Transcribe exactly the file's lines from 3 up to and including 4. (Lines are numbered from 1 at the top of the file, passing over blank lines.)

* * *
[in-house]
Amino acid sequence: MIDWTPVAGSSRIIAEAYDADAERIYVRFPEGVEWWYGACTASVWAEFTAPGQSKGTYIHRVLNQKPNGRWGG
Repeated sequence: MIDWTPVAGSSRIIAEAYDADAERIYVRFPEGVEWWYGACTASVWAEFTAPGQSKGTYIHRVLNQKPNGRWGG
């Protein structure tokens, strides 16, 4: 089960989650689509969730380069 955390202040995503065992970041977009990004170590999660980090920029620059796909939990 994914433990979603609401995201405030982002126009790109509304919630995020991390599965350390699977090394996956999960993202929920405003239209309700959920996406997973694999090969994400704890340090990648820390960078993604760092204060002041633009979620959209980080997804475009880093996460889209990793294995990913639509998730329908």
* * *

Repeated sequence: MIDWTPVAGSSRIIAEAYDADAERIYVRFPEGVEWWYGACTASVWAEFTAPGQSKGTYIHRVLNQKPNGRWGG
């Protein structure tokens, strides 16, 4: 089960989650689509969730380069 955390202040995503065992970041977009990004170590999660980090920029620059796909939990 994914433990979603609401995201405030982002126009790109509304919630995020991390599965350390699977090394996956999960993202929920405003239209309700959920996406997973694999090969994400704890340090990648820390960078993604760092204060002041633009979620959209980080997804475009880093996460889209990793294995990913639509998730329908």